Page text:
Most professional authors will agree that there is no single correct way improving writing skills, and that doing so is an individual process that is different for everyone. Even so, they consistently mention a few tips as being especially helpful, including looking at grammar and punctuation, paying attention to the audience, getting peer evaluation and reading personal drafts aloud. Reading the works of others, taking the time to identify what the reader needs to know and organize the piece, writing frequently and reworking drafts are additional techniques. Many people also find that consciously looking for details in surroundings is a good practice strategy that can be done anywhere, anytime.
Grammar and Punctuation
Some linguists consider grammar and punctuation rules to be the most vital element in written communication, because they have such a major effect on both the flow and meaning of what a person is trying to say. Getting better at these two aspects of writing starts with studying language and style manuals, which explain where basic elements belong and how they function. Once a person knows these guidelines, he can practice applying them. A commonly used way to do this is to complete hard copy or online editing tests. Through this process, it's a good idea to identify the rules that prompt any changes — any doubt should motivate a person to take a second look at a manual.
A common refrain among professional writers is that, to really connect with the members of an audience, a person has to speak in a way that they'll understand. The two sentences "About whom are you speaking?" and "Who are you talking to?" get the same idea across, for example, but they have a dramatically different feel. An exercise to practice audience connection is to take a single work and rewrite it several times for several different groups. It's worth noting that, although grammar and punctuation rules generally shouldn't go totally out the window, it's fine to bend or break them somewhat and lean toward vernacular speech if it actually improves how well someone will follow meaning.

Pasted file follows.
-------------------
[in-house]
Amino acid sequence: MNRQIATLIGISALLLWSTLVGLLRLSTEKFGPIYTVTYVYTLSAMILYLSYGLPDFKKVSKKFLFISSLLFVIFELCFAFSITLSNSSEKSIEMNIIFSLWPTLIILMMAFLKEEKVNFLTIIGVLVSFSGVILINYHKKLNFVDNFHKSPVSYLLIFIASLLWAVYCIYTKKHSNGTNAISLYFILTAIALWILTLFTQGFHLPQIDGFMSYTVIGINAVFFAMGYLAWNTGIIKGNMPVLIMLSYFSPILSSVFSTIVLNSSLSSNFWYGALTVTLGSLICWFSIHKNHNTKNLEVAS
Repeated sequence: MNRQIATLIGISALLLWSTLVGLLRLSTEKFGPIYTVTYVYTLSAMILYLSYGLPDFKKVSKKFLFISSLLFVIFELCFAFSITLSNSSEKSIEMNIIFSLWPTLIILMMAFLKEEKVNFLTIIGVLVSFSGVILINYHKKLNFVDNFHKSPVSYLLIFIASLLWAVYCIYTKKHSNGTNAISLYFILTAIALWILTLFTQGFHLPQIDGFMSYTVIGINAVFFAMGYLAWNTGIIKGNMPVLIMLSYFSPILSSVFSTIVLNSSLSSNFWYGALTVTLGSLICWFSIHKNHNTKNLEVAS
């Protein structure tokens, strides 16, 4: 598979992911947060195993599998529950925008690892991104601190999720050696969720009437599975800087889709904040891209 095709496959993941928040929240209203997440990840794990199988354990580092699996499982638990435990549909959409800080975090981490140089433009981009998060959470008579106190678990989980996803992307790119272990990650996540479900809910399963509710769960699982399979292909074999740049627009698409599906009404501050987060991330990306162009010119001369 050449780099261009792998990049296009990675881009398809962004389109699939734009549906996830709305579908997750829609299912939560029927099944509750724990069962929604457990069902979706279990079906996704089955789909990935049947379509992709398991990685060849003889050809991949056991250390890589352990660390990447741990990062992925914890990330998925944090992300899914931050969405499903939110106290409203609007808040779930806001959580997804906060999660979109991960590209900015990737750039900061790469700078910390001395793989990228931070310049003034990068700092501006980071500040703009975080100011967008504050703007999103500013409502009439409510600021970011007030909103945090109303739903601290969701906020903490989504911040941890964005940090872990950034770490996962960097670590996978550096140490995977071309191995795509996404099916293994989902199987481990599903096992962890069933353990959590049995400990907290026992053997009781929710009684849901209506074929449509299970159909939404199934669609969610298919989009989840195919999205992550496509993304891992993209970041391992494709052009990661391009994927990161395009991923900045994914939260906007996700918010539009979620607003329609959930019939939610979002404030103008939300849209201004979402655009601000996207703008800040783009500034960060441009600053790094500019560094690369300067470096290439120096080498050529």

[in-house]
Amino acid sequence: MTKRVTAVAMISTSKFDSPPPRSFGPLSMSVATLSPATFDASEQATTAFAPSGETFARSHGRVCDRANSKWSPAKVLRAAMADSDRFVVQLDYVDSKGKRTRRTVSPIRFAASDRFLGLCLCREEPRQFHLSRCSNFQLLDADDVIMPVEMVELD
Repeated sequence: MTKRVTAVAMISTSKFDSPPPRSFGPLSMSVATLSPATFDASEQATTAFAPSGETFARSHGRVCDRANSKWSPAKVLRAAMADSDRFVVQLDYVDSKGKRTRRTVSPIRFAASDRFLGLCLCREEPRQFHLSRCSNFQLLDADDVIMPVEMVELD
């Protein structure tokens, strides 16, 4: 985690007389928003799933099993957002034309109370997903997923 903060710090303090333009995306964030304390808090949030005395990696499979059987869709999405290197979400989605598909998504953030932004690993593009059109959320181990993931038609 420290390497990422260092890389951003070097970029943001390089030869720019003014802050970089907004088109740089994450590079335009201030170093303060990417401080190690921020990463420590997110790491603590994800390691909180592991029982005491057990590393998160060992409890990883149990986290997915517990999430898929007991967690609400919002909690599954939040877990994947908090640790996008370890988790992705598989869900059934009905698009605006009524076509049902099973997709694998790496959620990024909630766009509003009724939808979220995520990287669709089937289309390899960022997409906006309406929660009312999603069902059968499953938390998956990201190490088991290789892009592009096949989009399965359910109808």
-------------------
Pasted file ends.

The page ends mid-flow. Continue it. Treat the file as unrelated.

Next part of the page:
Related to the idea of audience is the concept of having someone else take a look at one or more drafts. Many authors are not completely objective about their work, and they aren't always aware of it when something in a piece is confusing or contradictory. Getting peer evaluation, whether from a friend, family member or group, provides an opportunity to see how accurate a person's assessment of their own writing is, and the constructive criticism found in feedback lets someone get very specific about what and how to change.
If a writer has paid attention to both audience and grammar and punctuation rules, the connections between ideas generally will be very smooth, making the content easier to understand and remember. Peer evaluation can help alert someone to problems in flow, but when this option isn't available, or when a person wants to polish a draft before others review it, the next best choice usually is to read the piece aloud. The general rule is that awkward to say and awkward to read essentially are the same thing. Changes to sentence structure and word choice are common with this technique.